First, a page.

Thursday, July 06, 2006

GBH: ten hours of gripping drama

In the absence of there being much TV drama worth watching on TV [certainly at a time that's convenient to us], we tend to watch TV drama on DVD. That way you can watch an entire season of serial dramas like Lost or 24 without sitting through endless ad breaks [yes, Channel 4, I'm looking accusingly at you] or waiting for five and half months to finish the story. The DVd player has most recently been spinning Alan Bleasdale's wonderful early 90s story G.B.H., starring Robert Lindsay and Michael Palin. I suspect the same, award-winning drama might struggle to get easily commissioned these days, but TV has changed dramatically since G.B.H. first aired.

So has British politics, which makes much of the plot machinations appear to be a period piece in some ways. On one level G.B.H. deals with the rise of far left agitators like Militant and its Liverpool figurehead Derek Hatton. But that's window dressing for Bleasdale's true theme, the dangers of extremism within any political philosophy. That's just as significant now as it was then, perhaps more so. Putting aside the politics, the heart of G.B.H. is its two central characters - Michael Murray and Jim Nelson [played by Lindsay and Palin, respectively]. Both are flawed men, pushed the brink of utter breakdown by events beyond their control. Lindsay and Palin give stunning performances, but all the cast is excellent.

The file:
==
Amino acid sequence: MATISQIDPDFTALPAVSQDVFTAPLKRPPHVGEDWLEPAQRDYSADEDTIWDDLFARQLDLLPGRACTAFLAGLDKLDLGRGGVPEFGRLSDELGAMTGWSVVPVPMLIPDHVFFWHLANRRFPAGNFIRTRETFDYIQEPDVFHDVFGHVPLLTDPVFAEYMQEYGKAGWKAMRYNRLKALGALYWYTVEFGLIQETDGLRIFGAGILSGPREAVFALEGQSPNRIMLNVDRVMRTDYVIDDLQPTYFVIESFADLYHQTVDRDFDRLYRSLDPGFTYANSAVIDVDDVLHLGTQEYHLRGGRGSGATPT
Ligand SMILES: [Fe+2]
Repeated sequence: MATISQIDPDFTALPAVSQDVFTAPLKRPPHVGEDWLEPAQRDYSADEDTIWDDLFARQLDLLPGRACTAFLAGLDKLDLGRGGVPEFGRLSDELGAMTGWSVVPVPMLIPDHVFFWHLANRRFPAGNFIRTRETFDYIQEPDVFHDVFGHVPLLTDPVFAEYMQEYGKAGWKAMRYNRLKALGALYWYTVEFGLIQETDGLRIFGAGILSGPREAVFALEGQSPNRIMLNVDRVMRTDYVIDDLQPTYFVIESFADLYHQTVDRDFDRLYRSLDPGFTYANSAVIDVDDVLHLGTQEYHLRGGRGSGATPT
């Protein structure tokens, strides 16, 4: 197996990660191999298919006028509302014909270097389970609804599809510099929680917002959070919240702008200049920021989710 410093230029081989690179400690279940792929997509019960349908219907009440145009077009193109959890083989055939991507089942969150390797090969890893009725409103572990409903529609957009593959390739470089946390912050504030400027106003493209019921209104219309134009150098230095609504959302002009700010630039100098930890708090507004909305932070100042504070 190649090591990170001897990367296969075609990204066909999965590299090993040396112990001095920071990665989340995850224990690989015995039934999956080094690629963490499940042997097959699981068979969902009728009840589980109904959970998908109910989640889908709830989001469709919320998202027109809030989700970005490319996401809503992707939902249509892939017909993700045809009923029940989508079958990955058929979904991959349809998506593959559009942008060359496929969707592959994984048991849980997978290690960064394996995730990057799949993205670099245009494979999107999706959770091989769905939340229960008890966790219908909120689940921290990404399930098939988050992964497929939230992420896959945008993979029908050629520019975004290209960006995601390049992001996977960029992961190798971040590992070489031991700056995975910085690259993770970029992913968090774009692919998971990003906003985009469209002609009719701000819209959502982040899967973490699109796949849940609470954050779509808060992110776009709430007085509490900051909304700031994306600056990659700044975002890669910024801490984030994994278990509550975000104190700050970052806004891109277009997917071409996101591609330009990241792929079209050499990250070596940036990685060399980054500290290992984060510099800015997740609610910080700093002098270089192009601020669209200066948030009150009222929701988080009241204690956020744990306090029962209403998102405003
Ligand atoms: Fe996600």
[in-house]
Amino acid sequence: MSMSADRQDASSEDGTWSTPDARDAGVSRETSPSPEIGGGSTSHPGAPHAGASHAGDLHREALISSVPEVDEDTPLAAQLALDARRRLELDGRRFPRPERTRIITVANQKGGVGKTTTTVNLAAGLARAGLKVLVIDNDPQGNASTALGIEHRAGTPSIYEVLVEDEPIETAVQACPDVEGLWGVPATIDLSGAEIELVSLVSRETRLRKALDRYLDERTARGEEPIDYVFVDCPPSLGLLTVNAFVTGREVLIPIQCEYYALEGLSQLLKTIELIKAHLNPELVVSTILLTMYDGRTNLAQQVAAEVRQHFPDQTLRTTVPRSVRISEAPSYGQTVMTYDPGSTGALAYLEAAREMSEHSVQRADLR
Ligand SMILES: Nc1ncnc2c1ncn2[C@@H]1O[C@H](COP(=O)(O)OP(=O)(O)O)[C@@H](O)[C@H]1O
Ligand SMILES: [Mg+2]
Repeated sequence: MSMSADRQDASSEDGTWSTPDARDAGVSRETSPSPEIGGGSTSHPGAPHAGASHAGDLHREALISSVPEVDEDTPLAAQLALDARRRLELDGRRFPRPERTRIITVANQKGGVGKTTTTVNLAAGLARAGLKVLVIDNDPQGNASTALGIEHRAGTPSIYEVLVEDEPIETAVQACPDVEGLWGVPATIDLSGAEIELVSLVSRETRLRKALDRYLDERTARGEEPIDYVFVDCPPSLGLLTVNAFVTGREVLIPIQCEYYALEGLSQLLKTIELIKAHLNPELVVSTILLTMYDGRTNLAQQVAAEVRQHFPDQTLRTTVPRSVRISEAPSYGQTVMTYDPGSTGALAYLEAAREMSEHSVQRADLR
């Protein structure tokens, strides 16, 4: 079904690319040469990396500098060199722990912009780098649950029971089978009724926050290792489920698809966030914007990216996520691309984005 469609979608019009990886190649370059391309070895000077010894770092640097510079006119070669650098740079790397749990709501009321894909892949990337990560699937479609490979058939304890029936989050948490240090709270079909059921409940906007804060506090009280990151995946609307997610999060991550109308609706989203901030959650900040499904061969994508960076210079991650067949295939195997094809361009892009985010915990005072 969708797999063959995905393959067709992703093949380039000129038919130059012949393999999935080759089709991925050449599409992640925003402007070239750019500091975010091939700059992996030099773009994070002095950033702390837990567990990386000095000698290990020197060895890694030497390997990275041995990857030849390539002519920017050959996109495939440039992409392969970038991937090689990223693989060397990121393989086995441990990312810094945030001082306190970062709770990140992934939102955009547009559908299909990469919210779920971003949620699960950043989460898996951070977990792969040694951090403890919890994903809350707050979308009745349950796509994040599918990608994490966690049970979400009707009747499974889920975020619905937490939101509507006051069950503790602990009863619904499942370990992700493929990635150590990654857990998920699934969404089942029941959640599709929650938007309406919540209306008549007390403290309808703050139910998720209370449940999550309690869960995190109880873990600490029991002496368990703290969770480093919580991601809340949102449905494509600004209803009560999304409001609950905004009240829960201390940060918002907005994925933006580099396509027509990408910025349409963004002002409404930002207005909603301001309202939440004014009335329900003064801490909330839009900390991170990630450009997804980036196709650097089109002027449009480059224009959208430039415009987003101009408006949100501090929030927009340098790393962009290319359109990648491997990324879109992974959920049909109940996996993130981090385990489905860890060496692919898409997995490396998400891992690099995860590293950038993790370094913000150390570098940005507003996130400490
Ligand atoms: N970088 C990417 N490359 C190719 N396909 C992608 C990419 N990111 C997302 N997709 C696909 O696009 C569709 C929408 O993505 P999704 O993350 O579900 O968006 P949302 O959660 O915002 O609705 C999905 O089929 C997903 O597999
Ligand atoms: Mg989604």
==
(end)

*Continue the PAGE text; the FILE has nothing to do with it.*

The DVD boxed set of G.B.H. is great value, especially if you order it online where the 10 hours of gripping drama can be obtained for £14 - a bargain compared to buying tripe like Van Helsing or The Matrix Reloaded. The set also includes two commentary tracks [with Lindsay and Palin on one of these], and an all too brief interview with Bleasdale about the show's creation and genesis. The writer talks about spending a week in an office with executive producer Verity Lambert, as they made cuts to the script - 230 pages of cuts! Bleasdale was ready to murder Lambert by the end, but freely says he never missed any of lost material from the broadcast episodes, barring a single, 45-second scene. Illuminating interview, great story.

1 comment:

Lee said...

I saw this back in the 90s when I was a callow teen. I loved it then, but suspect that much of it may have been lost on me. I picked up the DVD at the weekend, and it's next on my pile. I've got to finish with Ridley Scott's Kingdom of Heaven director's cut first, which is so much better than the theatical version.